Nord was elected to the position of state treasurer during the war years. Despite, or as a result of, being declared illegal, the party grew enormously during this time, so much so that the influx of members proved difficult to keep up with.
"There were so many members that I had an illegal box of membership, and it was too much for me. I had A to L and someone else had the rest. We even recruited people on the dance floor. You'd just say, 'Would you like to join the Communist Party?' and they'd say, 'Sure'. We called them 'Red Army' comrades."
When the party was banned in July 1940, warrants were sent out for its leaders. The Queensland party secretary at the time, Jack Henry, lived in the inner Brisbane suburb of West End.
"The whole of Queensland was looking for the 'wicked leader', but he was protected. We used to meet to pass on the correspondence from the south.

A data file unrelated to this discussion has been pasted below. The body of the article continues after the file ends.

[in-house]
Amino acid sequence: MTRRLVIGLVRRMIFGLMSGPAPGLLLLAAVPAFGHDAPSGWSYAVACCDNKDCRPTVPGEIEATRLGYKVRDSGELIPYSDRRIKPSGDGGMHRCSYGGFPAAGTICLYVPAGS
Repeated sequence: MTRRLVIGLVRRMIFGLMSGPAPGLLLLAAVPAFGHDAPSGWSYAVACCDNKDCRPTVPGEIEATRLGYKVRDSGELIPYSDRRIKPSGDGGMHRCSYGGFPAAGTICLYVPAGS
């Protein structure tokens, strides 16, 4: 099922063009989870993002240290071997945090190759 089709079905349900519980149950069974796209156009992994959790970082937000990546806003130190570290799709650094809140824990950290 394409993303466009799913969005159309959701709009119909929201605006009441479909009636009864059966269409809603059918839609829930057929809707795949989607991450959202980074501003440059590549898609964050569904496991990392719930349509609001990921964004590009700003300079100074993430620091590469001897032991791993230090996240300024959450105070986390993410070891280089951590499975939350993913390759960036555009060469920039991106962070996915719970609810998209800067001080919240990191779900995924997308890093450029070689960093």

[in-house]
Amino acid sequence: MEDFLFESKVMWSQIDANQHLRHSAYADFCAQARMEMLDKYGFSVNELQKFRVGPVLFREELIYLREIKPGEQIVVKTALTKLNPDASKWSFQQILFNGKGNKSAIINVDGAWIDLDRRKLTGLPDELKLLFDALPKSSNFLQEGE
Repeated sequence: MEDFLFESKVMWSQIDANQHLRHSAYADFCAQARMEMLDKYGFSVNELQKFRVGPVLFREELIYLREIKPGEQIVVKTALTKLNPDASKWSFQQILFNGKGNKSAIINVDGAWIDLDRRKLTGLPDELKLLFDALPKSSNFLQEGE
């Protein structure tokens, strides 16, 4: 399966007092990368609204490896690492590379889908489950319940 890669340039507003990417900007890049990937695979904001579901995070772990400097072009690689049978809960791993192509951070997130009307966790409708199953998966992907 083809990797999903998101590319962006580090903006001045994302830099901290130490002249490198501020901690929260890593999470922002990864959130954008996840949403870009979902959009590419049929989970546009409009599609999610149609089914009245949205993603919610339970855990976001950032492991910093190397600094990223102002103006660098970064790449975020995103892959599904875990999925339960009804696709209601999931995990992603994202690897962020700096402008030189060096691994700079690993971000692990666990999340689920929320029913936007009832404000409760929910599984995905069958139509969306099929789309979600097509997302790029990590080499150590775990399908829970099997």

"At that time you only told people what they needed to know. Someone would receive the correspondence, then pass it on to someone else; then someone gave it to me. We always knew the contact, and mine was a girl who worked in the museum. She would give me the letters, and I would meet Henry at the Woolloongabba rail yards in the middle of the night and hand them over to him. That was the way we worked.
"I got so ill one time that I had to go to a doctor who said to me, 'My word, you've been going at a pace haven't you?'. But I couldn't say what I was doing. I was half killing myself!"
Because the party was illegal, Nord kept all her party books in a tin trunk buried in the back yard in the place she rented in Kangaroo Point. The ban on the party did not stop it campaigning.